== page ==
Dental root amputation is a procedure done on a tooth with more than one root, usually a molar. During dental root amputation, the dental surgeon cuts into the gums and removes the damaged root, while leaving the remaining healthy roots and crown. The goal is to leave as much of the original tooth in place as possible.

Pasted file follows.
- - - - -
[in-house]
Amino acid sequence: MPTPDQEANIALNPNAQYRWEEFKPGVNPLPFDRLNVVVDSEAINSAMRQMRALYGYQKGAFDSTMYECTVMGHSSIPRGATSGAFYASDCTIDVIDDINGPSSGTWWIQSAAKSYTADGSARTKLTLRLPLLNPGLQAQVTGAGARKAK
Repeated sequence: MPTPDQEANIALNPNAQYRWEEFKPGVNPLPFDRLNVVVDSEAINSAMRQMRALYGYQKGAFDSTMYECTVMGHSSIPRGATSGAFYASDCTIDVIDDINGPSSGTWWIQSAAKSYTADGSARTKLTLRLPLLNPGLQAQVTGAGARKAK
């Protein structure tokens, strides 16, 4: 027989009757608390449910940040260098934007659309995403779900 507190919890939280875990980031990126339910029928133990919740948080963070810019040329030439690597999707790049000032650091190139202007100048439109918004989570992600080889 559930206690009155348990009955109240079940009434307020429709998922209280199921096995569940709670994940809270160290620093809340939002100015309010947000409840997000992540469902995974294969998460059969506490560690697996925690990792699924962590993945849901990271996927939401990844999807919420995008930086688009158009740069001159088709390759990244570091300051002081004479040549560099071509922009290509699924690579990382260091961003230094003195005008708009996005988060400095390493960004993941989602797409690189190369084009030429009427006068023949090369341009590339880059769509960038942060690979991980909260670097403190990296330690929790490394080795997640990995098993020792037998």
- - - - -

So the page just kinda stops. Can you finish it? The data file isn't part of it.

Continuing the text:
The success of dental root amputation depends partly on why the surgery was needed. A study in the Journal of Periodontology looked at the success rate of root resection on molars over a 10-year period. The study found that dental root amputations done because of periodontal (gum) problems had better results than those done for other reasons. The study also found that patients with the best results had bone supporting more than 50% of the tooth roots. The study warned that even after dental root amputation, gum disease often remains a problem in that spot, so it’s important to keep up with regular periodontal treatment.